Avis Car Rental is making it easier for customers to separate business from leisure expenses when renting vehicles.
Reports in Auto Remarketing this week said Avis is updating its mobile app to add the Split My Bill function, a payment feature that allows travelers to split the cost of renting a car between two different cards to separate business from leisure expenses.
In response to the rise in so-called “bleisure” – in which professionals combine personal leisure trips with business trips – Avis is letting car renters choose to split their bill by total amount, by add-ons like SiriusXM Radio or by rental days. If a user upgrades their vehicle during the rental period, Avis can also separate charges between pre- and post-upgrade.
“With the introduction of Split My Bill, our business travelers can go beyond the corporate experience or trip to experience upgrades and additional services that travelers enjoy and want,” said Beth Gibson, Avis Budget Group vice president, ancillary revenue in a statement. “We recognize that many travelers use business trips as an opportunity to explore new cities solo or meet up with family in the area, and are thrilled to offer a feature that will help them make the reconciliation of travel expenses cleaner and easier.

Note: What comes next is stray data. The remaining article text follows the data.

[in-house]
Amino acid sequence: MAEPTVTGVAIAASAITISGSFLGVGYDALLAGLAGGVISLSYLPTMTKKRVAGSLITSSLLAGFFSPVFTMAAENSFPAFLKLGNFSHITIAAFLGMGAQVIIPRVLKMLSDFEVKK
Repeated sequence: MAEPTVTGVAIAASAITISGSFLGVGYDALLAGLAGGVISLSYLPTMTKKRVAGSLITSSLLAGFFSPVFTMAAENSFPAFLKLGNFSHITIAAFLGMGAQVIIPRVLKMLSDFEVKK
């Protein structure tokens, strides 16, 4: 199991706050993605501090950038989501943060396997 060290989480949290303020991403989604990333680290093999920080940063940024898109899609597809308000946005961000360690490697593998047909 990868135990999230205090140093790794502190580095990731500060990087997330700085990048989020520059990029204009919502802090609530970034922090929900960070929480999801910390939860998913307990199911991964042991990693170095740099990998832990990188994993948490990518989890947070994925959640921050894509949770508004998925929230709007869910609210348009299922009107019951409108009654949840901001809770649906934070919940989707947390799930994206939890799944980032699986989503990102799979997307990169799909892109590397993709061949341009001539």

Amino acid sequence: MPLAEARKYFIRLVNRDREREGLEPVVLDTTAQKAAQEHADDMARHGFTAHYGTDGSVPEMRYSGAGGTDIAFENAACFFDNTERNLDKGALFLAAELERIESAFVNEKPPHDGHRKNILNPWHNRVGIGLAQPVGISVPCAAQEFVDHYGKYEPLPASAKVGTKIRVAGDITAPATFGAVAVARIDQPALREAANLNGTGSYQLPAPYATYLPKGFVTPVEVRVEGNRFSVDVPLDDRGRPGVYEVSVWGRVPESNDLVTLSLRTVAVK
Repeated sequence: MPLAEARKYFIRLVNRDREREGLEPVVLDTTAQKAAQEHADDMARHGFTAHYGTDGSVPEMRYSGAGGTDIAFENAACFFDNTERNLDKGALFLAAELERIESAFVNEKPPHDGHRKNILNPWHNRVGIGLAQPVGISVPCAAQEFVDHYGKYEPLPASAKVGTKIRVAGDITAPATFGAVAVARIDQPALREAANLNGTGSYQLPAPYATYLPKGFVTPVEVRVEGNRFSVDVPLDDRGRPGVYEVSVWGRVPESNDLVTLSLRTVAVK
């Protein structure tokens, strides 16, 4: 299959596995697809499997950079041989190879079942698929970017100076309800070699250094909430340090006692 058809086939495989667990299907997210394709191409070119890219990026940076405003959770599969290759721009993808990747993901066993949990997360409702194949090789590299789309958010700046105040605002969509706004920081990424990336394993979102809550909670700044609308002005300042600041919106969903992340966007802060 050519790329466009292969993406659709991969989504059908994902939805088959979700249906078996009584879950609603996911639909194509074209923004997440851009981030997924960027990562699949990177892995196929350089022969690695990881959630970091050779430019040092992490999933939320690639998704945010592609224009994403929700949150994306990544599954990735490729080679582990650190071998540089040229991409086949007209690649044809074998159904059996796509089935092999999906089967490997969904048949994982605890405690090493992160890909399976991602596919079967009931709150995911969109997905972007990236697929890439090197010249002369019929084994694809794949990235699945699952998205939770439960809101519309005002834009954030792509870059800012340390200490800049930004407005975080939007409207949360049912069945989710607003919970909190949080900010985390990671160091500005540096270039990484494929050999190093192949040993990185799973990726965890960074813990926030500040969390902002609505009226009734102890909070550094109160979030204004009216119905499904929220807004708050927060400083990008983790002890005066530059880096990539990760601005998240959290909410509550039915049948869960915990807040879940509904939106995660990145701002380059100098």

“Our mobile app experience gives customers more personalization of their trip than any other brand,” she added.
In its announcement, Avis cited proprietary research that found 87 percent of business travelers are likely to combine business and leisure within the same trip, a trend that can complicate filing expense reports at the end of a trip. According to the company, professionals are also likely to upgrade their rental vehicle once the business portion of their trip is over and the personal leisure portion of their trip begins.
In an interview with PYMNTS last year, Boris Bogaert, COO of corporate travel and expense management company Rydoo, said the rise in bleisure has introduced disruptive changes to the T&E space.
“Technology and demographic changes are transforming business travel. Gen Y and Z will represent 70 percent of the workplace by 2025, and we can no longer ignore the way they are reshaping today’s workplace and its codes,” he said.